Interactive Investor

Chart of the week: a ‘buy the dip’ opportunity with huge potential

15th November 2021 12:12

John Burford from interactive investor

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The Chinese stock market has plunged from its February peak, but our technical analyst is getting excited about a possible hot trade.

China is unloved – so is this a great buying opportunity?

I am taking a different tack this week and moving to China. Currently, there are very few UK investors who are looking at making investments in this country – and that is just one reason I am analysing the potential for a substantial rally at this time. 

For UK investors who rarely stray far from these shores, this may be an opportune time to start looking East.

China is so out of favour, I had to scroll down a very long way to find the first China exchange-traded fund (ETF) on my trading platform. If I am correct, a massive short-squeeze here would ignite China shares and push them right up the list.

There are many UK-based funds and ETFs galore. I like the broad-based China A50* index of 50 of the largest-cap issues. There are many others.

Like most, I have been fascinated by the 40% (or more) crash in many Chinese equities since the February highs. That was when the Chinese authorities were cracking down on the huge tech companies they viewed as being too big for their boots.

Then the publicity-hungry CEO of Alibaba (NYSE:BABA) (the 'Amazon' equivalent), Jack Ma suddenly disappeared from view after criticising the authorities and has since popped up in Hong Kong and generally been keeping a low profile. But that little episode brought into sharp focus the immense power that the Chinese state wields. And with that power it has the ability to move markets.

In one sense, guessing where markets are headed is more an exercise in analysing China's politics than in using more conventional economic methods. Of course, this is also true in the West, with the heavy hand of the US Federal Reserve acting as the dominant player in setting global interest rates and bond yields.

The sharp move lower off the February highs has induced a highly bearish sentiment towards Chinese shares, which has been magnified by the property 'crash' as championed by the Evergrande (SEHK:3333) affair.

But these negative developments are now old news, so has this 40% correction fully discounted the potential negative implications? I am unable to see why the authorities would want to trigger a full-fledged stock market and property crash, as that would totally undermine their power to govern. They have seen the 40% stock correction that has likely taught speculators a lesson and will likely ease off now.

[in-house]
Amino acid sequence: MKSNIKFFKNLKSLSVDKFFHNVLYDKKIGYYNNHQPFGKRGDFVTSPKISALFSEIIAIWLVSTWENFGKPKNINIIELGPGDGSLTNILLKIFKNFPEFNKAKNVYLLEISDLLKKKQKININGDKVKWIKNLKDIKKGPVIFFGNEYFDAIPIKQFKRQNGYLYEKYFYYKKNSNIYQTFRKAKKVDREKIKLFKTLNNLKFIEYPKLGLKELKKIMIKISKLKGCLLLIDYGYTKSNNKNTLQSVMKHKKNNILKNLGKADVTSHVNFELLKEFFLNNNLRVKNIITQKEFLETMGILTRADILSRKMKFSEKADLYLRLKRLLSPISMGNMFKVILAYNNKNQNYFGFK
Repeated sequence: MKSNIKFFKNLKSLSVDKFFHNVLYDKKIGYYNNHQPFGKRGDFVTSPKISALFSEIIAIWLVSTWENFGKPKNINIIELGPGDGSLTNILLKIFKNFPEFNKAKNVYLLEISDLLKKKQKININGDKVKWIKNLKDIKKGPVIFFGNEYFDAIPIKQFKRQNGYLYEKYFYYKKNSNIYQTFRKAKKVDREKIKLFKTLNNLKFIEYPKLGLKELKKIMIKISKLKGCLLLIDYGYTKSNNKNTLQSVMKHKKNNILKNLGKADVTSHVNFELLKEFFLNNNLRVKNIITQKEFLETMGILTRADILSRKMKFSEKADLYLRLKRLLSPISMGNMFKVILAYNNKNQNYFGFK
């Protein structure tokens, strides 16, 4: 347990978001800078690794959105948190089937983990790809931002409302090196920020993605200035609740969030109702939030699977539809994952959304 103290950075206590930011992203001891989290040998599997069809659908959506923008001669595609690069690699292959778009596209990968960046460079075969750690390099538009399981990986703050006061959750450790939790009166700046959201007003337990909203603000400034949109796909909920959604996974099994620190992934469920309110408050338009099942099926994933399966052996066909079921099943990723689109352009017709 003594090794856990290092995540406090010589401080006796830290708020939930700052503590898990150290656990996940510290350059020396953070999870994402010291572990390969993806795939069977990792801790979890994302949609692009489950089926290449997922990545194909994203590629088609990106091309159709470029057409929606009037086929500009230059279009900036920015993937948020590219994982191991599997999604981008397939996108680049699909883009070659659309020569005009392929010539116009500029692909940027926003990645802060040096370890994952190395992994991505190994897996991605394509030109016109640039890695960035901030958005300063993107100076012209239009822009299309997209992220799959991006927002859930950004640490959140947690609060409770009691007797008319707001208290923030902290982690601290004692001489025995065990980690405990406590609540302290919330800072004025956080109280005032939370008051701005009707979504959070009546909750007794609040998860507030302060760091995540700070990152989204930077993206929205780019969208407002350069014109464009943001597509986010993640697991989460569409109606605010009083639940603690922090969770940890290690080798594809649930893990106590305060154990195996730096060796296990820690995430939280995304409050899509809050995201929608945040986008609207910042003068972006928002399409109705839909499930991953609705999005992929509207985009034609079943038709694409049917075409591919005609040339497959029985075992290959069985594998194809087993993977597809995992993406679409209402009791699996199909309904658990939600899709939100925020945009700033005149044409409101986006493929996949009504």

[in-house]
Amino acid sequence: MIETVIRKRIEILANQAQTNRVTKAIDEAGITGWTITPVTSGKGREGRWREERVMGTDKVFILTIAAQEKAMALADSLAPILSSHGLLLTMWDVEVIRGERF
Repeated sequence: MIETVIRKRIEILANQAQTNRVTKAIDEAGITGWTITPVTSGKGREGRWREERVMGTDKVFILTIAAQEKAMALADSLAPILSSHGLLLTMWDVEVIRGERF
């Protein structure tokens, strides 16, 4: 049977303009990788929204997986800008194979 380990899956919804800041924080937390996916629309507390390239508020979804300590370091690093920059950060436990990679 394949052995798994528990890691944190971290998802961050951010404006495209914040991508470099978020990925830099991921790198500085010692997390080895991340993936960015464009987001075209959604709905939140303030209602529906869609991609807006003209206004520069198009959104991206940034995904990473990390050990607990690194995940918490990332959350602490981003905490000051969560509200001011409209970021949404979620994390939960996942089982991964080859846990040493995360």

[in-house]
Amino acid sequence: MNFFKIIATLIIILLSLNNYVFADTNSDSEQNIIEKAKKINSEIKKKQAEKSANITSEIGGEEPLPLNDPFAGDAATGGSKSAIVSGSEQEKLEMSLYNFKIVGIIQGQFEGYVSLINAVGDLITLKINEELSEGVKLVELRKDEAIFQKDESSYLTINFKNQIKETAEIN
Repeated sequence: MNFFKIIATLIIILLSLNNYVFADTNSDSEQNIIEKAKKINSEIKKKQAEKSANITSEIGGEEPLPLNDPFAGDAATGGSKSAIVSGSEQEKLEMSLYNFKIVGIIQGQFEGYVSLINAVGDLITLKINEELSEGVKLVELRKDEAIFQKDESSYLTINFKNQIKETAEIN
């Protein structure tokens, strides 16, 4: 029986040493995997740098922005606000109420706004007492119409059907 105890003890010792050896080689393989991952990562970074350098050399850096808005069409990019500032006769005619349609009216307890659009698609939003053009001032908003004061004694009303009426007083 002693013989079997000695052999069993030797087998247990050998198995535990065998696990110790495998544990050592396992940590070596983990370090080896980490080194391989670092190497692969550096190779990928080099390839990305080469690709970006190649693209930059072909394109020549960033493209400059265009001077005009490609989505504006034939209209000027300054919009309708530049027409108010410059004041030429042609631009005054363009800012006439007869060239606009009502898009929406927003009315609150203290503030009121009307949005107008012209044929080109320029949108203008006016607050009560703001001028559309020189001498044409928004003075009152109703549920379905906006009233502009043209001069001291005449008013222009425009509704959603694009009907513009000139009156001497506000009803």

That sets the stock market up for a likely huge rally phase, particularly if more conciliatory statements emerge. Remember, many hedge funds are net short China and will have to cover if the market rallies.

Here is the weekly chart that shows the very significant horizontal trendline starting in 2015 that separates resistance and support with high accuracy:

Past performance is not a guide to future performance

Providing the support area holds, the a-b-c decline (that always indicates a correction to the main trend) should herald a move up to at least test the old high at 20,500. 

But any sharp and persistent decline below the trendline at around 15,000 would send me back to the drawing board.

This looks like a Buy the Dip opportunity with huge potential. 

*There are a couple of options for investors wanting to track the Chinese stock market, but not the FTSE China A50 index specifically.

The Xtrackers Harvest FTSE China A-H 50ETF1D (LSE:AH50) tracks the FTSE China A-H 50 index. This index is composed of domestic (A) shares combined with some offshore Hong Kong-listed stocks (H shares). This would give investors exposure to offshore (Hong Kong) shares, which will have different characteristics and performance.

The iShares MSCI China A ETF USD Acc (LSE:CNYA) tracks the MSCI China A shares index. While this is a bigger index than the FTSE China A50 index, having over 400 constituents, it does only include domestic-listed (A) shares.

John Burford is the author of the definitive text on his trading method, Tramline Trading. He is also a freelance contributor and not a direct employee of interactive investor.

These articles are provided for information purposes only.  Occasionally, an opinion about whether to buy or sell a specific investment may be provided by third parties.  The content is not intended to be a personal recommendation to buy or sell any financial instrument or product, or to adopt any investment strategy as it is not provided based on an assessment of your investing knowledge and experience, your financial situation or your investment objectives. The value of your investments, and the income derived from them, may go down as well as up. You may not get back all the money that you invest. The investments referred to in this article may not be suitable for all investors, and if in doubt, an investor should seek advice from a qualified investment adviser.

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